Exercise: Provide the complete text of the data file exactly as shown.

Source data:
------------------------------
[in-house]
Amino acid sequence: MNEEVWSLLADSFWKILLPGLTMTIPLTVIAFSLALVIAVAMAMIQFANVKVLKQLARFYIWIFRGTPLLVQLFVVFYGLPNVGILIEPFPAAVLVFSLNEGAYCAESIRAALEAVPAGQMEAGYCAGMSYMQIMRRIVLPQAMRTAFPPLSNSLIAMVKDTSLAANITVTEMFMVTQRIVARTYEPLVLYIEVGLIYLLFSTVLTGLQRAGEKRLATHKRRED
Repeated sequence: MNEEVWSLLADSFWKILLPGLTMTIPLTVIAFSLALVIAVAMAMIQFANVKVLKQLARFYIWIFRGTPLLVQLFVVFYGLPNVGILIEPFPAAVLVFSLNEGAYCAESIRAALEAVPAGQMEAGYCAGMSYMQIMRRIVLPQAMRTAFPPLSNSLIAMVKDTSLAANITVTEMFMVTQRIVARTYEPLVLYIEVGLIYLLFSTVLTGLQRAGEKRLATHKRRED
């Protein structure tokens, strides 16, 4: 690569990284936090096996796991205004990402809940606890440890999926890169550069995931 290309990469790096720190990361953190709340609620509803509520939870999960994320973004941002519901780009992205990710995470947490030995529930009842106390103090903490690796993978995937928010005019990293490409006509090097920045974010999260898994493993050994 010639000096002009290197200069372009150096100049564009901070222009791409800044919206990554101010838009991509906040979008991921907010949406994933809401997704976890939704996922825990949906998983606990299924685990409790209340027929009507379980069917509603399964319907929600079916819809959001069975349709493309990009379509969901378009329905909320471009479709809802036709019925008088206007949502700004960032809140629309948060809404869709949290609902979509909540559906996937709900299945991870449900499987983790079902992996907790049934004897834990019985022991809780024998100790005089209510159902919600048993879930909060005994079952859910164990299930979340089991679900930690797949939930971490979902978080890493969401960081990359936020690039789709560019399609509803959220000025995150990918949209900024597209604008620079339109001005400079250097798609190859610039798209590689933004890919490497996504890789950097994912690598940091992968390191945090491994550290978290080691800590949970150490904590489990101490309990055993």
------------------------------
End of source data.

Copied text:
[in-house]
Amino acid sequence: MNEEVWSLLADSFWKILLPGLTMTIPLTVIAFSLALVIAVAMAMIQFANVKVLKQLARFYIWIFRGTPLLVQLFVVFYGLPNVGILIEPFPAAVLVFSLNEGAYCAESIRAALEAVPAGQMEAGYCAGMSYMQIMRRIVLPQAMRTAFPPLSNSLIAMVKDTSLAANITVTEMFMVTQRIVARTYEPLVLYIEVGLIYLLFSTVLTGLQRAGEKRLATHKRRED
Repeated sequence: MNEEVWSLLADSFWKILLPGLTMTIPLTVIAFSLALVIAVAMAMIQFANVKVLKQLARFYIWIFRGTPLLVQLFVVFYGLPNVGILIEPFPAAVLVFSLNEGAYCAESIRAALEAVPAGQMEAGYCAGMSYMQIMRRIVLPQAMRTAFPPLSNSLIAMVKDTSLAANITVTEMFMVTQRIVARTYEPLVLYIEVGLIYLLFSTVLTGLQRAGEKRLATHKRRED
């Protein structure tokens, strides 16, 4: 690569990284936090096996796991205004990402809940606890440890999926890169550069995931 290309990469790096720190990361953190709340609620509803509520939870999960994320973004941002519901780009992205990710995470947490030995529930009842106390103090903490690796993978995937928010005019990293490409006509090097920045974010999260898994493993050994 010639000096002009290197200069372009150096100049564009901070222009791409800044919206990554101010838009991509906040979008991921907010949406994933809401997704976890939704996922825990949906998983606990299924685990409790209340027929009507379980069917509603399964319907929600079916819809959001069975349709493309990009379509969901378009329905909320471009479709809802036709019925008088206007949502700004960032809140629309948060809404869709949290609902979509909540559906996937709900299945991870449900499987983790079902992996907790049934004897834990019985022991809780024998100790005089209510159902919600048993879930909060005994079952859910164990299930979340089991679900930690797949939930971490979902978080890493969401960081990359936020690039789709560019399609509803959220000025995150990918949209900024597209604008620079339109001005400079250097798609190859610039798209590689933004890919490497996504890789950097994912690598940091992968390191945090491994550290978290080691800590949970150490904590489990101490309990055993």